This past few weeks I’ve done a lot of paddling on my own. If there’s one thing that you learn from paddling and training on your own, it’s how to appreciate good company when you get it.
Yesterday I joined up with a select rabble of sea kayakers. I can’t remember the last time I paddled with a Nuclear Physicist, a Sport Scientist, a Doctor, a Photographer and a Professor of Veterinary Medicine with a thing for wee worms.
The group’s plan was to leave from Portencross on the mainland and head to the Isle of Arran, the largest Island in the Firth of Clyde, going via the south end of Wee Cumbrae and the south end of the Isle of Bute.
The weather was flat calm, with a very light wind from the north. We left Portencross at somewhere approaching 09.30 and cruised at a leisurely pace. Before you could say ‘fruit flies like a banana’ we were already past Gull Point on Wee Cumbrae and were getting ashore on Bute. Paddling in company definitely makes a passage go quicker.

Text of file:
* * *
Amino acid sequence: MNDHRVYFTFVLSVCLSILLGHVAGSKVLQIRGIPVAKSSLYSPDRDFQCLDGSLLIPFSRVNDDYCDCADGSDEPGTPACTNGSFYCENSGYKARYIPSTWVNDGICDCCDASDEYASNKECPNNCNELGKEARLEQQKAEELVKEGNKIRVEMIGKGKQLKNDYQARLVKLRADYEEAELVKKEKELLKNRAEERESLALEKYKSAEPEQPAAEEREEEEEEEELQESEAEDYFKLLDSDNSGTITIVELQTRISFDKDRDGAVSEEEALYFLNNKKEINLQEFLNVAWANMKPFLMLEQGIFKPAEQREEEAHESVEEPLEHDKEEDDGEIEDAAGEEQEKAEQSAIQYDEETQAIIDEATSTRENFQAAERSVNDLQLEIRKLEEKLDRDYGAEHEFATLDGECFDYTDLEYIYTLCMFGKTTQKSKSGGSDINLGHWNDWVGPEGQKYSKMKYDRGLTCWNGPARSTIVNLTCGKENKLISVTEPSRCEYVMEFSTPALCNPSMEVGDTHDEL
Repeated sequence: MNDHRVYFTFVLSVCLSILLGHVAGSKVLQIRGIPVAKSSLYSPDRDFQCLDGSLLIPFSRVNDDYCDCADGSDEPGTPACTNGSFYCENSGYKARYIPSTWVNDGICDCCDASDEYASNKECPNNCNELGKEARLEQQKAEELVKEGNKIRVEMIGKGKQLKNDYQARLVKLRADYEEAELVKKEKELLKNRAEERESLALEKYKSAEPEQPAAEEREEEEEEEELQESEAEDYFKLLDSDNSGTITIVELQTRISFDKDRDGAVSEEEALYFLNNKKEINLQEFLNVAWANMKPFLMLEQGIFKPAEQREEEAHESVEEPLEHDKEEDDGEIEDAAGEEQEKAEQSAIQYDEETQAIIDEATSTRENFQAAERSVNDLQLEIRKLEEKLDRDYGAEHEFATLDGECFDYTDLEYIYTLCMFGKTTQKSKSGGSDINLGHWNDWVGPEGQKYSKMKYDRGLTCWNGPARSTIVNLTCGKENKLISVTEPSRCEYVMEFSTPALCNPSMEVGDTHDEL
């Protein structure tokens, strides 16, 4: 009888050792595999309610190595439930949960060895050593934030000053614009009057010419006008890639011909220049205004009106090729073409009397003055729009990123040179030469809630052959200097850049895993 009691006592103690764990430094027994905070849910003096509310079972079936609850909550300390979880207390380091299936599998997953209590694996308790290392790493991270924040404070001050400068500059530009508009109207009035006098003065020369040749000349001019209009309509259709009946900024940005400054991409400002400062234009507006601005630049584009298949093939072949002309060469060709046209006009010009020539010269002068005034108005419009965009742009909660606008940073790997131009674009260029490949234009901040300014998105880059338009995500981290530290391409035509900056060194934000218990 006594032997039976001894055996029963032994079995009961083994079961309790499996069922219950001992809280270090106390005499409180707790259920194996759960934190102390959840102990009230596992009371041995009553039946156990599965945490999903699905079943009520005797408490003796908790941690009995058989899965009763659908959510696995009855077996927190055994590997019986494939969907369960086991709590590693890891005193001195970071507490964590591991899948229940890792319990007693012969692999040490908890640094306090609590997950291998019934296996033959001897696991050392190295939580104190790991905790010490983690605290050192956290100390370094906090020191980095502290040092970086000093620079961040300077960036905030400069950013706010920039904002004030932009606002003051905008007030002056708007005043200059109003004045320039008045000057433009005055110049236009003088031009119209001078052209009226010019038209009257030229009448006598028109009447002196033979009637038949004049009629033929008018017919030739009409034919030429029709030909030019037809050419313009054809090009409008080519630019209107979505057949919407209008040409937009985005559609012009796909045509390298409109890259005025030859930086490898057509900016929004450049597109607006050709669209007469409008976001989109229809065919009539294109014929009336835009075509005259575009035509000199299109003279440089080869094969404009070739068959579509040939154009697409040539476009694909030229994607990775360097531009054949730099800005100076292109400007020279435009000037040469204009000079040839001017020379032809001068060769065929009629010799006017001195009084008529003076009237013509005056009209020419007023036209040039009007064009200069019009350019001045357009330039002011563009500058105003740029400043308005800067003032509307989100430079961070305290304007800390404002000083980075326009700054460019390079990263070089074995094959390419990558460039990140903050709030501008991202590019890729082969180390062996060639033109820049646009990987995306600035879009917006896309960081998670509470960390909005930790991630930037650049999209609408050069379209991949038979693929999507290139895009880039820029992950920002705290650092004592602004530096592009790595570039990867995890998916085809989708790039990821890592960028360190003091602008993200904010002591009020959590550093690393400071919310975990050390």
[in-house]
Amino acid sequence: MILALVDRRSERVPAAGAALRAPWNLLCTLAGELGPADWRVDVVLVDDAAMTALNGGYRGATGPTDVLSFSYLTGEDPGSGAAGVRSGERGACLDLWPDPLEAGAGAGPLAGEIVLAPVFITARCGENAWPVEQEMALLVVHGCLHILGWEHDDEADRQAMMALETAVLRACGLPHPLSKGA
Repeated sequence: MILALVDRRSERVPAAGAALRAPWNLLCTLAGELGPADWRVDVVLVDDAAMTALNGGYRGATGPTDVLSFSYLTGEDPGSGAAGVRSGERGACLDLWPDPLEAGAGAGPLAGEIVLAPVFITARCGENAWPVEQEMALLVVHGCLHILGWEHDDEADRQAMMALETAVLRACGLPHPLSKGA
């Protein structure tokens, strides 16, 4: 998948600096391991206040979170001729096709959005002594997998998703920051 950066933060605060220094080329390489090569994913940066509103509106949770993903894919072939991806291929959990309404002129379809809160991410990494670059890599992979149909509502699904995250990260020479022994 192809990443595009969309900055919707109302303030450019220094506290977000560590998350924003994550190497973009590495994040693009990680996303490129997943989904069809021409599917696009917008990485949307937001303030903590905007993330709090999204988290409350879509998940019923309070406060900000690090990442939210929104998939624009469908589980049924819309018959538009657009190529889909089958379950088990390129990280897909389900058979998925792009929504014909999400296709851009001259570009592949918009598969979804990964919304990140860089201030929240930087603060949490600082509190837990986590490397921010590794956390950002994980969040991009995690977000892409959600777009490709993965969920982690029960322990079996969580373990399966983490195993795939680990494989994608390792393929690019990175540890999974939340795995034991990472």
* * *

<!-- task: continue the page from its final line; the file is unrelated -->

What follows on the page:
Standing on the shore there was definite ‘nip’ in the air, but we weren’t going to be here too long.
From Garroch Head over to Sannox on Arran is a crossing of about 6 miles.
Despite the wind shifting to the south this was covered in no time at all and still at a relatively relaxed pace. After another short shore break, that ‘nip’ was in the air again, we were off south for the last stint to Arran’s metropolitan port town Brodick (which is reportedly of Norse origin meaning Broad Bay).
View Arran 12 Dec 2010 in a larger map
We arrived in Brodick just over 6 hours after we’d left Portencross, which for 18 miles including two wee shore breaks wasn’t bad for a sociable days paddling. I’d bring this bunch to Stornoway with me, if it weren’t for that perpetual ‘nip’ in the air.